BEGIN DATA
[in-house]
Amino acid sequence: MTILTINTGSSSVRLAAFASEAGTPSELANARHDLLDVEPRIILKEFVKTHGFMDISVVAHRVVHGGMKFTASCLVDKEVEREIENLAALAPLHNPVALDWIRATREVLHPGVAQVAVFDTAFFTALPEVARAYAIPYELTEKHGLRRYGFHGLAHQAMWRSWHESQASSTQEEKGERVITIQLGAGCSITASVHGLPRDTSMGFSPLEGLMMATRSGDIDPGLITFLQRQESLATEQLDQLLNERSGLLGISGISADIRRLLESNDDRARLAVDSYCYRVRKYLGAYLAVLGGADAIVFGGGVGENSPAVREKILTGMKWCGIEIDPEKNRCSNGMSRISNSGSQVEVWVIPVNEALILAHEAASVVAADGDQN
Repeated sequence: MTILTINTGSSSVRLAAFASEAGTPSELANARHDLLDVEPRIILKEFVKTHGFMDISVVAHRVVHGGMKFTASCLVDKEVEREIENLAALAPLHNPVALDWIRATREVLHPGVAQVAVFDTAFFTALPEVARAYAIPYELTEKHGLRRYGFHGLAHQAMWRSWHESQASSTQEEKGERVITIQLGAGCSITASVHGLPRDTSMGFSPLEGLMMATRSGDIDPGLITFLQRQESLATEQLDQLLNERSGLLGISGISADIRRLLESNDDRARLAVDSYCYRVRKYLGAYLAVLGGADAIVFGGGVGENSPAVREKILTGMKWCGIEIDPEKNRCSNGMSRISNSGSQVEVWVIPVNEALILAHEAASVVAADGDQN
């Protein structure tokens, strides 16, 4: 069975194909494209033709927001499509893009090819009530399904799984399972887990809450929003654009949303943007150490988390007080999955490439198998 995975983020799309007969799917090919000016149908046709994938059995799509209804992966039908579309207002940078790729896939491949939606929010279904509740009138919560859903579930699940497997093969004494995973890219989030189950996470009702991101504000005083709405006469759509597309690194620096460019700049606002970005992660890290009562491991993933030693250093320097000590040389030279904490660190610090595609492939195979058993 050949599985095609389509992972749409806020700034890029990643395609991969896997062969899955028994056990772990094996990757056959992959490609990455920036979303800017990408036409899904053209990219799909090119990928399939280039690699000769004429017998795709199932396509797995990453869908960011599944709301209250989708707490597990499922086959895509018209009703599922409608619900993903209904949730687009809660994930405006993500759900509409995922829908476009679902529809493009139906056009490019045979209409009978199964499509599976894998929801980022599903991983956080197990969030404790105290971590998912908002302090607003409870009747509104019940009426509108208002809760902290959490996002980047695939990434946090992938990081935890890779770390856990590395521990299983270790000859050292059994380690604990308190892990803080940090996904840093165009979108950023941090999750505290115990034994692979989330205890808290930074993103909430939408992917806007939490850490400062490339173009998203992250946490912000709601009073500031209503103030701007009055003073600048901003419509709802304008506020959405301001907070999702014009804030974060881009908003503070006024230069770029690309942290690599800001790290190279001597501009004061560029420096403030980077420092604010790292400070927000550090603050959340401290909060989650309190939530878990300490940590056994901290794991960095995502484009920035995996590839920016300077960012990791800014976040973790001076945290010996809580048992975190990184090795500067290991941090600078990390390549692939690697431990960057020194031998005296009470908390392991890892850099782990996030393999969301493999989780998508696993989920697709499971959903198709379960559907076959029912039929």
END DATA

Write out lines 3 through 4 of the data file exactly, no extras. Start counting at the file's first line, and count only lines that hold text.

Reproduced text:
Repeated sequence: MTILTINTGSSSVRLAAFASEAGTPSELANARHDLLDVEPRIILKEFVKTHGFMDISVVAHRVVHGGMKFTASCLVDKEVEREIENLAALAPLHNPVALDWIRATREVLHPGVAQVAVFDTAFFTALPEVARAYAIPYELTEKHGLRRYGFHGLAHQAMWRSWHESQASSTQEEKGERVITIQLGAGCSITASVHGLPRDTSMGFSPLEGLMMATRSGDIDPGLITFLQRQESLATEQLDQLLNERSGLLGISGISADIRRLLESNDDRARLAVDSYCYRVRKYLGAYLAVLGGADAIVFGGGVGENSPAVREKILTGMKWCGIEIDPEKNRCSNGMSRISNSGSQVEVWVIPVNEALILAHEAASVVAADGDQN
């Protein structure tokens, strides 16, 4: 069975194909494209033709927001499509893009090819009530399904799984399972887990809450929003654009949303943007150490988390007080999955490439198998 995975983020799309007969799917090919000016149908046709994938059995799509209804992966039908579309207002940078790729896939491949939606929010279904509740009138919560859903579930699940497997093969004494995973890219989030189950996470009702991101504000005083709405006469759509597309690194620096460019700049606002970005992660890290009562491991993933030693250093320097000590040389030279904490660190610090595609492939195979058993 050949599985095609389509992972749409806020700034890029990643395609991969896997062969899955028994056990772990094996990757056959992959490609990455920036979303800017990408036409899904053209990219799909090119990928399939280039690699000769004429017998795709199932396509797995990453869908960011599944709301209250989708707490597990499922086959895509018209009703599922409608619900993903209904949730687009809660994930405006993500759900509409995922829908476009679902529809493009139906056009490019045979209409009978199964499509599976894998929801980022599903991983956080197990969030404790105290971590998912908002302090607003409870009747509104019940009426509108208002809760902290959490996002980047695939990434946090992938990081935890890779770390856990590395521990299983270790000859050292059994380690604990308190892990803080940090996904840093165009979108950023941090999750505290115990034994692979989330205890808290930074993103909430939408992917806007939490850490400062490339173009998203992250946490912000709601009073500031209503103030701007009055003073600048901003419509709802304008506020959405301001907070999702014009804030974060881009908003503070006024230069770029690309942290690599800001790290190279001597501009004061560029420096403030980077420092604010790292400070927000550090603050959340401290909060989650309190939530878990300490940590056994901290794991960095995502484009920035995996590839920016300077960012990791800014976040973790001076945290010996809580048992975190990184090795500067290991941090600078990390390549692939690697431990960057020194031998005296009470908390392991890892850099782990996030393999969301493999989780998508696993989920697709499971959903198709379960559907076959029912039929």